'My role is to defy the pitch' - Wahab

Wahab Riaz is on his haunches after a close call Getty Images

Wahab Riaz comes from a privileged background. He studied at Aitchinson College, the prestigious, 129-year-old all-boys school located in Lahore, where the motto is "Perseverance Commands Success". He was an enthusiastic swimmer and hockey player at school, and has grown into one of the world's fastest bowlers, defying many barren pitches with his fury and adding a layer of raw menace to Pakistan's bowling attack.

His numbers - he averaged 34.66 before the Sharjah Test - don't quite do justice to his ability, and ever so often - such as during the Trent Bridge ODI in August, when he conceded 110 in his 10 overs - he can have a horror day. But while all that inconsistency might prevent him from being a great bowler, he is undoubtedly a bowler of great spells.

On day three in Sharjah, he sparked another Test match to life just when it was drifting sleepily along, and just when the contest was slipping from Pakistan's grasp. When he began his second spell of the day, West Indies were 311 for 7, leading by 30, and Kraigg Brathwaite and Devendra Bishoo had added 48 for the eighth wicket. Brathwaite was batting on 129.

Brathwaite and the lower order could have extended the lead into truly uncomfortable territory for Pakistan, but that didn't happen. Wahab pinged Bishoo on the helmet with a bouncer before getting him caught behind in the fourth over of his spell. Then, in the space of 17 more reverse-swinging balls, he dismissed Alzarri Joseph and Shannon Gabriel as well, leaving Brathwaite stranded on 142 and limiting West Indies' lead to 56.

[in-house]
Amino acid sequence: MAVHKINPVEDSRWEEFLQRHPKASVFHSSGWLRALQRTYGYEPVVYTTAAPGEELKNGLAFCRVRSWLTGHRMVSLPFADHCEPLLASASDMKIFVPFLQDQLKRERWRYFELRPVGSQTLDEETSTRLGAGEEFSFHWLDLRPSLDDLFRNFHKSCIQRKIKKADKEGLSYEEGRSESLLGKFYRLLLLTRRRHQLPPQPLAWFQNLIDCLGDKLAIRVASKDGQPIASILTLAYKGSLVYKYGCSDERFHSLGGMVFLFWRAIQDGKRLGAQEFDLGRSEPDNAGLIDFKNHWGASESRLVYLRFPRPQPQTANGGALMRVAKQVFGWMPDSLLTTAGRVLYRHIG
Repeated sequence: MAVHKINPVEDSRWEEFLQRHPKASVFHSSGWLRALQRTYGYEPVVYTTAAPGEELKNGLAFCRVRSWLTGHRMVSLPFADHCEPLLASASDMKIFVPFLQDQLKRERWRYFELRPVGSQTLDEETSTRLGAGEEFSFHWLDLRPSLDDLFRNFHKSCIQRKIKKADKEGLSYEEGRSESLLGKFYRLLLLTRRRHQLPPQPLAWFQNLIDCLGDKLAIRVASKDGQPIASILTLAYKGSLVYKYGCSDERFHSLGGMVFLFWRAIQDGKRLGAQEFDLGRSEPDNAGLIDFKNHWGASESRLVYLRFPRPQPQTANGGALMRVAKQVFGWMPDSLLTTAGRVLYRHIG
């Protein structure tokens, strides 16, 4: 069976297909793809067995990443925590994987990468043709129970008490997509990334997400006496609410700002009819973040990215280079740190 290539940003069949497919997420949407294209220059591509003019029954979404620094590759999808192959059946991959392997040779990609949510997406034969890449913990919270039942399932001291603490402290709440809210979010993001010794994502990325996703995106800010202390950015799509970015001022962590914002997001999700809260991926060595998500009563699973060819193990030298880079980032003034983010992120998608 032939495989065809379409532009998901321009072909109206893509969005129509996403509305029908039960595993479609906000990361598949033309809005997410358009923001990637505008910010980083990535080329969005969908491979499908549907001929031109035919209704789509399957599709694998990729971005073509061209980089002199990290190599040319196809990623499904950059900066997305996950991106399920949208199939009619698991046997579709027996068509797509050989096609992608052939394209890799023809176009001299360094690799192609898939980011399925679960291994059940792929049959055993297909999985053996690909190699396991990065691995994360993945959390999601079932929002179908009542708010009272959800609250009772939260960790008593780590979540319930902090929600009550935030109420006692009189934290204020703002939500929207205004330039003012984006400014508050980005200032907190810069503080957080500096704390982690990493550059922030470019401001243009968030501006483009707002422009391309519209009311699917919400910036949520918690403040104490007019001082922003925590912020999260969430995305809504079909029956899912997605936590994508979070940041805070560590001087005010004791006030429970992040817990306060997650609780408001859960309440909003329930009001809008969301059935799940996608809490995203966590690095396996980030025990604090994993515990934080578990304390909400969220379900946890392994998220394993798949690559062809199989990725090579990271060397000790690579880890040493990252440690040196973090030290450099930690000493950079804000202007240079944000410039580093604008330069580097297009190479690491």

Wahab finished with figures of 5 for 88. It was only the second time he had taken a Test-match five-for.

"It's a good batting track, and obviously ball wasn't doing that much so we had to make plans for specific batsmen, but it didn't work," Wahab said at the end of the day. "So we had to return to basics, and thankfully I finally got the reward.

"Yes, the five-wicket haul came after a long gap, but if you look, my debut match was in England and since then I have played major chunk of cricket in Asia. Pitches here aren't sporting for the bowlers and you have do something unusual to take wickets, so I am happy with my progress and satisfied for fulfilling the team's plan."

Wahab was returning to Pakistan's attack after the team management rested him and Mohammad Amir for the second Test in Abu Dhabi in a bid to manage their workloads. Wahab said he had no issue going flat-out in the heat of the UAE, since it was his job to try and and coax life out of the slowest pitches.

"As far as workload is concerned, I know it's really hard and I might be putting extra strain on my body," he said. "But see, this is why I am representing Pakistan, as I am meant to give it all I have. I have a role to defy the pitch when other bowlers are not able to get something out of it. I am working hard even though it takes a lot out of me, but I am fit enough for this and I am happy playing such a role."

Wahab said he was developing a good chemistry with Amir, his partner in left-arm pace.

"Obviously there is self-belief, and the trust has started to build up and we both communicate with each other regularly," Wahab said. "Sometimes we as bowlers get frustrated and the other bowler comes to you and gives better advice. So we are sharing thoughts and applying each other's tactical advice against batsmen, and it's a good thing as a bowling unit."

In the last hour of the day, Pakistan's batting wobbled; they lost three wickets in the space of 17 balls to Jason Holder before their captain Misbah-ul-Haq fell playing an aggressive shot against the offspinner Roston Chase. It left them four down while still trailing by eight runs, before Azhar Ali and Sarfraz Ahmed saw them through to stumps with an unbroken stand of 39.

Wahab said such things were part of cricket and it wouldn't be fair to blame the batsmen.

"It's cricket and it happens sometimes," he said. "We are all working hard to win this Test match. I think somehow as batsmen and bowlers we lost our concentration for a while, maybe thinking that we will take back control and manage the situation. But we didn't execute well and we didn't capitalise, and lost our way. So I admit we made mistakes and it happens in cricket."